Over the past few years, I’ve learned to love most of my own photographs, and to share them, without worrying about how they’ll be received (okay, maybe not all the time, but I’m getting better). I know that what resonates with me will not resonate with everyone, or even anyone.

Sometimes we don’t know enough and it shows in our photographs. When that happens, many of us get down on ourselves and look to external sources. We think that more knowledge or better tools will fill the gap.

Learning how to use our camera and learning the elements of composition and design are important skills to have. What we need most of all, though, is practice (lots of it), self-compassion, and self-awareness.

We need to examine those photographs that we don’t love and reflect on what drew us to them in the first place. We need to ask ourselves what works and what doesn’t and how we could have better expressed what we saw.

By slowing down (pause, focus) and taking the time to connect to ourselves and express what’s inside, we will quite naturally love our photographs, even when they’re not perfect.
 

I hope you’ll take the time to answer these questions for yourself.

 

p.s. My workshops, ironically, are an external source. However, the main purpose of these workshops is to provide the structure and the space for you to learn to trust yourself, discover what you have to share, and then put that out in the world.

The onine visual journaling workshop is now in session, but we’ll be offering a one day in-person workshop on this subject in Burlington, Ontario on Saturday, July 18th. Burlington is a half hour drive west of Toronto.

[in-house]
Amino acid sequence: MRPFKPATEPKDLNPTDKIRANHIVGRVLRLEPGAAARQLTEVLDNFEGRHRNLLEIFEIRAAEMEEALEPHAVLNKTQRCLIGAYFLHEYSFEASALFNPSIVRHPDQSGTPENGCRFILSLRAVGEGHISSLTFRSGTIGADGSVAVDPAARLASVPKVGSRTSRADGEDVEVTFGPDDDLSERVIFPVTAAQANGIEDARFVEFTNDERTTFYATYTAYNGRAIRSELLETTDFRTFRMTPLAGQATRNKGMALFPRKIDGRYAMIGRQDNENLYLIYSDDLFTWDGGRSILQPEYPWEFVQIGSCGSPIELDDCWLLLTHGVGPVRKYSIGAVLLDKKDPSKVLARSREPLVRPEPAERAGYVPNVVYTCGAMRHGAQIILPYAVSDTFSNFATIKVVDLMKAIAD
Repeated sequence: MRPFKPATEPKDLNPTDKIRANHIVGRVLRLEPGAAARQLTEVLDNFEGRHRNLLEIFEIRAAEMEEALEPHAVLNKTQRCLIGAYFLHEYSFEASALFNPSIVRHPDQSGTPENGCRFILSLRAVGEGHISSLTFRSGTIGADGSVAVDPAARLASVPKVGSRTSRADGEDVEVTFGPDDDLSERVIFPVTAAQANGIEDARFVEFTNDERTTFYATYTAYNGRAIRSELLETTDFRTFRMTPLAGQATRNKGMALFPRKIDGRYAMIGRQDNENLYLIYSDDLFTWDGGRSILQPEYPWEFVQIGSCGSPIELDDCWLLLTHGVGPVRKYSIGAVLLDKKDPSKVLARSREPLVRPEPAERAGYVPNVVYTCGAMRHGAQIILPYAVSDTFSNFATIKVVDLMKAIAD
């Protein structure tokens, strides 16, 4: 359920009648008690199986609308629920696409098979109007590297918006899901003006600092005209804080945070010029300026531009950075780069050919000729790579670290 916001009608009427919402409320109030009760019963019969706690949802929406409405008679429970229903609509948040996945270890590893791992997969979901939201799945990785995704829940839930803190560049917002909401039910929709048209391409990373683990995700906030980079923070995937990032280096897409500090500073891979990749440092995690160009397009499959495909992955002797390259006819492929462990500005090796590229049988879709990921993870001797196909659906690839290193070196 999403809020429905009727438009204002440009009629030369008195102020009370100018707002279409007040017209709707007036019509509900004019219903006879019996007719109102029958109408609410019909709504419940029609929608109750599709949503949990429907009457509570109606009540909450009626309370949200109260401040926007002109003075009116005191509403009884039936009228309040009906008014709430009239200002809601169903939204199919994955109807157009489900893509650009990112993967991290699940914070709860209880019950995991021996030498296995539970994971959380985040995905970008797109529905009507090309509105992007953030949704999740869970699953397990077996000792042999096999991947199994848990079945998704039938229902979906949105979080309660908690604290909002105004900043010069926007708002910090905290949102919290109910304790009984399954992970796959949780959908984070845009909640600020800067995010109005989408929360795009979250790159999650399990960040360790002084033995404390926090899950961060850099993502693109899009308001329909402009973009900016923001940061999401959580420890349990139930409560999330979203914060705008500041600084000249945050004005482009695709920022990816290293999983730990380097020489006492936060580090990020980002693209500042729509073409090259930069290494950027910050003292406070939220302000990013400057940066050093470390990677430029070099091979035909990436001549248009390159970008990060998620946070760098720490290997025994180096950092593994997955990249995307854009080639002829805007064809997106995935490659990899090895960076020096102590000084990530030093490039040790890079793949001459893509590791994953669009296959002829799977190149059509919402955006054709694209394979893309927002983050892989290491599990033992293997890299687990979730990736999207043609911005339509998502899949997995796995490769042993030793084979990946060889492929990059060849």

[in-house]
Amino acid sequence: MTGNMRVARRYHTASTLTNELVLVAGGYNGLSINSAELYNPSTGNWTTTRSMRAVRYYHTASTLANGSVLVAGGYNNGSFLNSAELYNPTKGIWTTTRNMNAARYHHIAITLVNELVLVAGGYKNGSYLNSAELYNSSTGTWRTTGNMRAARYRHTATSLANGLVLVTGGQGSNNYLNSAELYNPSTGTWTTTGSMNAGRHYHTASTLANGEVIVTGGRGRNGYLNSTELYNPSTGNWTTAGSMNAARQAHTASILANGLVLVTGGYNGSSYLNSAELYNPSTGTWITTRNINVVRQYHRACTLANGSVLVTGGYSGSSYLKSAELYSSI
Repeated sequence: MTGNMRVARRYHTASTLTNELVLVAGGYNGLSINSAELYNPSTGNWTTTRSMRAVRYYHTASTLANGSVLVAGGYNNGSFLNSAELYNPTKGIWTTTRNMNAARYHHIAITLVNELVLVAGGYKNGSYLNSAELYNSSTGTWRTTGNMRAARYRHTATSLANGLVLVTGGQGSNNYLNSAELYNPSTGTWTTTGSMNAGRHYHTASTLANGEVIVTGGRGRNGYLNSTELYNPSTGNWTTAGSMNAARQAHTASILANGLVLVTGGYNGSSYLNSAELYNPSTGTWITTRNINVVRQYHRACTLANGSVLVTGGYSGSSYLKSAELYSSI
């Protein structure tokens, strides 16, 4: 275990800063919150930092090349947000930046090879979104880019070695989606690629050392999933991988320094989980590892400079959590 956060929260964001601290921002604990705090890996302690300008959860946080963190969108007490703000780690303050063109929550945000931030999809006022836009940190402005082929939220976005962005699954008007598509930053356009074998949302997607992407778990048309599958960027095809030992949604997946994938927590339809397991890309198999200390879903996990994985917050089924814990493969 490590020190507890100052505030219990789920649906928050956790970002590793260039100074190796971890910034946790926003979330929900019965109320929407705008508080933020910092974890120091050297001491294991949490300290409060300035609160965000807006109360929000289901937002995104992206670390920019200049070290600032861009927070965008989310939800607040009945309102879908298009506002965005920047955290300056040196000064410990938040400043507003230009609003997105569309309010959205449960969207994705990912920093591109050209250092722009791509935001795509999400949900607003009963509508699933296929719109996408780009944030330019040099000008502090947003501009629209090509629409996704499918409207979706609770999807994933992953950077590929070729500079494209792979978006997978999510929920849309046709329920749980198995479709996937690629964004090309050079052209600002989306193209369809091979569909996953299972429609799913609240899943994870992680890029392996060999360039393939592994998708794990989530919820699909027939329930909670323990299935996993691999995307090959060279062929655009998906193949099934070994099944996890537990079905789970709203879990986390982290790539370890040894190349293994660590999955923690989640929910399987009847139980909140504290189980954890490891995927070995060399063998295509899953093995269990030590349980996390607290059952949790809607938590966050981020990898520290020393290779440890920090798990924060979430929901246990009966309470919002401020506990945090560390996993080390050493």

If you’re interested and live in the area (or will be in the area), please learn more here.


 

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Writing about Photographs through the Senses

* Inspired by the post, How to Unlock all Five Senses in your Writing from The Write Practice.
 
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On one of the first spring-like days of 2015, I went to a park downtown, sat at a picnic table and wrote from the perspective of all my senses before taking the photograph above, which I called Magnificent Tree Shadow.

“The key to unlocking the five senses is the question behind it. The question of why you are seeing, hearing, tasting, hearing, or feeling something. Once you’ve established the sense, ask the question, What does this mean?”

Sight – What did I see? What did I not see? Describe the details.

Brand new picnic tables, puddle remnants from the rain in the previous days, bright sunshine, this magnificent tree shadow, grass still brown and yellow but starting to green, cemetery in the distance, people walking along Queen Street and in the park, children playing, the bandshell, St. Mark’s Church, parked cars, blue sky, no clouds, muddy spots, the Moffatt Inn, a white house, little wind.

Taste – Use metaphor that unlocks emotions and memories.

It was a taste of spring, bringing back memories of ice cream and iced coffee from Balzac’s, two of my favourite things.